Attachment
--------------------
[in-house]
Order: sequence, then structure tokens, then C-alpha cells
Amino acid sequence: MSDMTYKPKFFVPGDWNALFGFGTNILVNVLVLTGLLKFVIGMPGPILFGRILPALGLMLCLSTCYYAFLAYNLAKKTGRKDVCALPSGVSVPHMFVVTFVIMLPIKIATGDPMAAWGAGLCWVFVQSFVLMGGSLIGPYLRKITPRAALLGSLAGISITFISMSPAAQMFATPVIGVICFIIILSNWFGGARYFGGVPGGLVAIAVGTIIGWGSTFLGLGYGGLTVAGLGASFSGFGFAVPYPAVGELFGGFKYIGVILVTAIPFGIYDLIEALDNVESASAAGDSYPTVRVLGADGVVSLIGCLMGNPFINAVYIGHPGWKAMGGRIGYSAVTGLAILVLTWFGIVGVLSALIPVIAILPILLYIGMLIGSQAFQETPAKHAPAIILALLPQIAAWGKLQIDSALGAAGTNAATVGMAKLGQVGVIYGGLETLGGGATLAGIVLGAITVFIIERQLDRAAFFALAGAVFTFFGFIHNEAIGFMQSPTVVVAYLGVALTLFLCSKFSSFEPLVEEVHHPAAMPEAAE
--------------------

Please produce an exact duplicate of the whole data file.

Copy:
[in-house]
Order: sequence, then structure tokens, then C-alpha cells
Amino acid sequence: MSDMTYKPKFFVPGDWNALFGFGTNILVNVLVLTGLLKFVIGMPGPILFGRILPALGLMLCLSTCYYAFLAYNLAKKTGRKDVCALPSGVSVPHMFVVTFVIMLPIKIATGDPMAAWGAGLCWVFVQSFVLMGGSLIGPYLRKITPRAALLGSLAGISITFISMSPAAQMFATPVIGVICFIIILSNWFGGARYFGGVPGGLVAIAVGTIIGWGSTFLGLGYGGLTVAGLGASFSGFGFAVPYPAVGELFGGFKYIGVILVTAIPFGIYDLIEALDNVESASAAGDSYPTVRVLGADGVVSLIGCLMGNPFINAVYIGHPGWKAMGGRIGYSAVTGLAILVLTWFGIVGVLSALIPVIAILPILLYIGMLIGSQAFQETPAKHAPAIILALLPQIAAWGKLQIDSALGAAGTNAATVGMAKLGQVGVIYGGLETLGGGATLAGIVLGAITVFIIERQLDRAAFFALAGAVFTFFGFIHNEAIGFMQSPTVVVAYLGVALTLFLCSKFSSFEPLVEEVHHPAAMPEAAE